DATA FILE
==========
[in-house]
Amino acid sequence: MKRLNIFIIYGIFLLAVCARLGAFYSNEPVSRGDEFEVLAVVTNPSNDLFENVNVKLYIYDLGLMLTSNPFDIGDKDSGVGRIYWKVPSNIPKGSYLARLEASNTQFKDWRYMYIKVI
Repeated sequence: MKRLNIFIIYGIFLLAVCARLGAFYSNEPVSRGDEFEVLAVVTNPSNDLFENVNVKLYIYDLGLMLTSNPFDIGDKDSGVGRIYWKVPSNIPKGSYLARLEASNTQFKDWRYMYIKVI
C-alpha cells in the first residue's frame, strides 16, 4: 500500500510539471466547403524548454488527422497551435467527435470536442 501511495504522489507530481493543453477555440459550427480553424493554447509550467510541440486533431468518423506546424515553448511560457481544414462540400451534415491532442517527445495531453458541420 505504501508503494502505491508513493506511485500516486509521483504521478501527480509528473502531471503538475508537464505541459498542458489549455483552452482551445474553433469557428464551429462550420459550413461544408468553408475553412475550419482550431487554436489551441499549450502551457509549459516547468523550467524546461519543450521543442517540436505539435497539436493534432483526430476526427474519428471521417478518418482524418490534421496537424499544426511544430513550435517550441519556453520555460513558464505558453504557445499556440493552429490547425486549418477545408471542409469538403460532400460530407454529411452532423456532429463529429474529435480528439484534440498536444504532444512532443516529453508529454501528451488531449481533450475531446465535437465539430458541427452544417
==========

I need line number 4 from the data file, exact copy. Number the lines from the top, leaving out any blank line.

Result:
C-alpha cells in the first residue's frame, strides 16, 4: 500500500510539471466547403524548454488527422497551435467527435470536442 501511495504522489507530481493543453477555440459550427480553424493554447509550467510541440486533431468518423506546424515553448511560457481544414462540400451534415491532442517527445495531453458541420 505504501508503494502505491508513493506511485500516486509521483504521478501527480509528473502531471503538475508537464505541459498542458489549455483552452482551445474553433469557428464551429462550420459550413461544408468553408475553412475550419482550431487554436489551441499549450502551457509549459516547468523550467524546461519543450521543442517540436505539435497539436493534432483526430476526427474519428471521417478518418482524418490534421496537424499544426511544430513550435517550441519556453520555460513558464505558453504557445499556440493552429490547425486549418477545408471542409469538403460532400460530407454529411452532423456532429463529429474529435480528439484534440498536444504532444512532443516529453508529454501528451488531449481533450475531446465535437465539430458541427452544417